The Joneses

I’ve got a nightly ritual.

After I get done with finishing whatever it is I’m working on for the night, I go to the kitchen, open the pantry, look around, find nothing I really want, grab a glass from the cabinet, fill it with water, drink it down, head to the bathroom, brush my teeth, do the deed, then climb in bed with Lynne (usually already asleep at this point) and my iPad. When I know there is a show waiting for me, I’ll open the Hulu app, find what I’m looking for, and watch. Other times, I’ll open Netflix and find a movie to watch.

Wifey decided to watch a movie on Netflix last night. When I climbed into bed, she was halfway through The Joneses (aff link) with Demi Moore and David Duchovny. It didn’t take me long to be confused since I came in right in the middle of everything. Instead of starting it over, though, I watched it through to the end – not the most recommended way to watch a movie, I might add. At the end, I was intrigued, soI started the movie over so I could catch the beginning.

So what? Well, the movie is a dark twist on the concept of keeping up with the Joneses. And it plays right into the psyche of a marketing nerd such as myself. The basic premise: a marketing firm (not a traditional one in the least) promises its clients to increase sales through “self-marketing”. In essence, the firm hires people to act as the “perfect family” and puts them in a nice house, with all the nice things you can conjure up – big screen LCD TVs, the latest handheld devices, Audi Roadsters, jewelry, high-end perfumes and cosmetics, and on it goes. The objective? Make your neighbors envious enough to buy the things you have. I won’t spoil the end, but it gets pretty grim.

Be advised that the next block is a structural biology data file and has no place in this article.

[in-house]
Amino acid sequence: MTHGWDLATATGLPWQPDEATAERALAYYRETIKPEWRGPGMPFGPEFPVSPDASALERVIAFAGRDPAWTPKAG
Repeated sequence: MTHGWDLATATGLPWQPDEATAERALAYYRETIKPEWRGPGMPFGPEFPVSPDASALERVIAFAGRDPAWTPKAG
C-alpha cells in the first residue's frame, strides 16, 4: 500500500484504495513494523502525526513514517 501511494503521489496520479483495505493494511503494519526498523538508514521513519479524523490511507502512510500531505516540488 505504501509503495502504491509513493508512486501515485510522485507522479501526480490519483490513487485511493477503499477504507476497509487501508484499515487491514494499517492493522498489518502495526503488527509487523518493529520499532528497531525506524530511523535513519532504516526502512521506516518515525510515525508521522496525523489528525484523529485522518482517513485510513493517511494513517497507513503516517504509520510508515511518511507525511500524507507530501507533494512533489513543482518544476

The concept is actually pretty smart from a business standpoint. What better way to get people to buy your product than to have someone that is the epitome of status conspicuously wearing, driving, or using your product and talking about how wonderful it is to their “friends”. The guards are down, people have no idea they are actually being “sold”. The walls that we all have when we’re dealing with salespeople are virtually eliminated.

A Marketer’s Dilema

Having grown up in suburbia, the concept of keeping up with the Joneses is no mystery to me. I actually took advantage of this very concept myself when I was selling kitchen cutlery in college. I would walk into one neighbor’s house – 7 out of 10 which I had babysat their kids at least once or twice – and give my “presentation”. To seal the deal, simple, I just mentioned how the Joneses (yes, we actually had a family with last name Jones on our street) just bought the top-of-the-line set and they are stoked! I sold $15,000 in kitchen cutlery in 3 days – to give you some relation, that made me the top performing salesperson for the company in the entire nation.

As a marketing consultant, I’m in a position of awareness that many people can only pretend they are in. Many people believe they know when they are being sold or coerced. Everyone thinks they know how to deal with that retail sales associate or the car salesperson. See, the difference is, I have been professionally trained and educated to actually teach marketers and salespeople how to get in your head and convince you to buy their product – without you knowing it.